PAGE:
Now known as one of the biggest bands in pop-punk history, the boys of All Time Low spend their days celebrated by a vast fanbase having released two live albums, six studio albums, and another upcoming this June, touring consistently in between. Since forming in high school, they’ve reached icon status and are considered as influential on the rock movement as their Blink-182, Sum 41, and Fall Out Boy counterparts, propelled into the pop-punk stratosphere from their humble beginnings in Maryland, Baltimore.
Starting out covering the songs of the bands they would one day call their peers, November 2003 saw the release of their first EP. Soon All Time Low, having taken their name from the New Found Glory song ‘Head on Collision’, released their debut studio album, The Party Scene, in 2005, all before even graduating.
After releasing another EP, the boys were propelled into the mainstream after appearing at Vans Warped Tour 2007 and releasing their second studio album So Wrong, It’s Right. The album brandished the track ‘Dear Maria, Count Me In’, their first single to enter the charts, now heralded as one of the most iconic of their lengthy discography.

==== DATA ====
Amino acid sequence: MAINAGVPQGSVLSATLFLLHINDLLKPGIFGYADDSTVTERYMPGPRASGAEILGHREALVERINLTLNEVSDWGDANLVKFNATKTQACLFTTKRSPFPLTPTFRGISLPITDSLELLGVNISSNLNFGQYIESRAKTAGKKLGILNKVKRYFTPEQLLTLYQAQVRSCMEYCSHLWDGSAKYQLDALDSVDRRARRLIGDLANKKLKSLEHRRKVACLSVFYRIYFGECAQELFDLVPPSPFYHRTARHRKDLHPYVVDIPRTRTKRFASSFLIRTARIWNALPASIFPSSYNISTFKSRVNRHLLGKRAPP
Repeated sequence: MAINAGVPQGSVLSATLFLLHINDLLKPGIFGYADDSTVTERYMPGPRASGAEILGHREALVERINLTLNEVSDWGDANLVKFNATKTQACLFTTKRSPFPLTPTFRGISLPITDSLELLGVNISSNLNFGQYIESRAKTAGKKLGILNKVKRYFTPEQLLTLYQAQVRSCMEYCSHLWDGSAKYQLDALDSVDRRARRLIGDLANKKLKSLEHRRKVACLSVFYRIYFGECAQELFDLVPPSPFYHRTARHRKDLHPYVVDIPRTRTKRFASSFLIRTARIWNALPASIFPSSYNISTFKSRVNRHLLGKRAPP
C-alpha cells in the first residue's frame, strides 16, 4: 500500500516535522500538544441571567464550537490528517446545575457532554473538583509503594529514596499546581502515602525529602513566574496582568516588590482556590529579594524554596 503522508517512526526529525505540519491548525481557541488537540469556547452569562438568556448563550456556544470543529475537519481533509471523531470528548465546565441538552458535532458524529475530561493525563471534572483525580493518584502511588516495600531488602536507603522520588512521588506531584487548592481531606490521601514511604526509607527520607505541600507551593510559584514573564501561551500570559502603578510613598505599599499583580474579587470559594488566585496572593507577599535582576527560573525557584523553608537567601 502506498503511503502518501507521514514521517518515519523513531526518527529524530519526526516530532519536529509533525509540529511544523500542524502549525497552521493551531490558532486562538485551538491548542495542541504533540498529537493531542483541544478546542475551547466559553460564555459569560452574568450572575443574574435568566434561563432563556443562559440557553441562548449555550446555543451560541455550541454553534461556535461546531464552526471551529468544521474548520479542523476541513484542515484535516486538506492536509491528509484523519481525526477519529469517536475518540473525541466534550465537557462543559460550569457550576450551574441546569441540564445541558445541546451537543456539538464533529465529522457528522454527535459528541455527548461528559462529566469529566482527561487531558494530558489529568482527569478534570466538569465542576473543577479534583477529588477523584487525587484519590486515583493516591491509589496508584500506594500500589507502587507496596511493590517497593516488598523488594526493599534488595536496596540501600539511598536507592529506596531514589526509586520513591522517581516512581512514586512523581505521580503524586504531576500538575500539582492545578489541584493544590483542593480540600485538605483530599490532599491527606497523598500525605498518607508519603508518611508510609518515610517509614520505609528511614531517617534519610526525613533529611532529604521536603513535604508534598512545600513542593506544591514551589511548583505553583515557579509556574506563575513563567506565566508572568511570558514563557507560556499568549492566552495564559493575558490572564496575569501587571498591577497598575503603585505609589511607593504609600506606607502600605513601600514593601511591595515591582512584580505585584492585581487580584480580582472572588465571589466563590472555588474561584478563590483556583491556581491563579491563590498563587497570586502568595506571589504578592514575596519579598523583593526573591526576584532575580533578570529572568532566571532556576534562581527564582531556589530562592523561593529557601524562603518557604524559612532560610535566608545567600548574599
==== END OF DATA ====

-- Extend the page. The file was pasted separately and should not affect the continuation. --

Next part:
2008 marked the start of a lengthy touring tradition for the Baltimore-born boys. Co-headlining the AP Tour 2008, another Vans Warped Tour outing, and playing alongside bands like The Maine and Mayday Parade, the end of 2008 saw ATL named ‘Band of the Year’ by Alternative Press magazine, and rightly so. In the following year, Nothing Personal was released which would go on to be one of the best-selling rock albums of the year, sell over 60,000 copies, and reach the top-spot of several charts including the US Billboard 200. The album boasts many of their now-iconic songs, like ‘Lost in Stereo’, ‘Damned If I Do Ya (Damned If I Don’t)’, and ‘Weightless’, which remain crowd favourites even seven years on.
After various tours, including support for Fall Out Boy’s prestigious Believer’s Never Die Tour Part Deux, and the release of their first live album Straight to DVD, the band’s first hotly anticipated album was released in 2011, Dirty Work, to critical and commercial success. Refusing to rest for too long, they released its follow up, Don’t Panic, one year on. Their next, Future Hearts, was released two years later to acclaim from fans and critics alike, and the boys went on to embark on some of their most significant touring yet, including a headline slot at Download festival.
Having recently teased their fans with a brand-new song, ‘Dirty Laundry’, and an upcoming album, Last Young Renegade, All Time Low have no doubt changed in more ways than one since starting out as teenagers. There might be no two songs more different than brand new ‘Dirty Laundry’ put next to the far older ‘Jasey Rae’, and playing local pubs might have evolved into conquering stadiums, but the boys have stayed nothing if not humble, and, luckily, with the very same rapturous energy that captivated listeners nearly a whole decade and a half ago.